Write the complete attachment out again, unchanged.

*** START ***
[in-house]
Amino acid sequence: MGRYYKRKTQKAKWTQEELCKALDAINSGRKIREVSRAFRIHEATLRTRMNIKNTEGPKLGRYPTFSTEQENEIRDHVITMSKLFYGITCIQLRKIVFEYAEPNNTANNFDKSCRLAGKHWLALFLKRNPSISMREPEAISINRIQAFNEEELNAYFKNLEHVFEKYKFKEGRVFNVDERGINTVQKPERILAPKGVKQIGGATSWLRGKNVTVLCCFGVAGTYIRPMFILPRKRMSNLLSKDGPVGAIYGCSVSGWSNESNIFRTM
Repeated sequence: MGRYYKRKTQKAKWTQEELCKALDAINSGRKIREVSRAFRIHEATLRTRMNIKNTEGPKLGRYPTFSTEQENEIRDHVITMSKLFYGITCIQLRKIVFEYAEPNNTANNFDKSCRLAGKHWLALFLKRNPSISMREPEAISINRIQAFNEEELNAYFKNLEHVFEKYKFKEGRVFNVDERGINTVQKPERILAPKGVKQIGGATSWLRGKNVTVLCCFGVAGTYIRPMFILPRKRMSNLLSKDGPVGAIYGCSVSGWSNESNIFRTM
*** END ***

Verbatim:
[in-house]
Amino acid sequence: MGRYYKRKTQKAKWTQEELCKALDAINSGRKIREVSRAFRIHEATLRTRMNIKNTEGPKLGRYPTFSTEQENEIRDHVITMSKLFYGITCIQLRKIVFEYAEPNNTANNFDKSCRLAGKHWLALFLKRNPSISMREPEAISINRIQAFNEEELNAYFKNLEHVFEKYKFKEGRVFNVDERGINTVQKPERILAPKGVKQIGGATSWLRGKNVTVLCCFGVAGTYIRPMFILPRKRMSNLLSKDGPVGAIYGCSVSGWSNESNIFRTM
Repeated sequence: MGRYYKRKTQKAKWTQEELCKALDAINSGRKIREVSRAFRIHEATLRTRMNIKNTEGPKLGRYPTFSTEQENEIRDHVITMSKLFYGITCIQLRKIVFEYAEPNNTANNFDKSCRLAGKHWLALFLKRNPSISMREPEAISINRIQAFNEEELNAYFKNLEHVFEKYKFKEGRVFNVDERGINTVQKPERILAPKGVKQIGGATSWLRGKNVTVLCCFGVAGTYIRPMFILPRKRMSNLLSKDGPVGAIYGCSVSGWSNESNIFRTM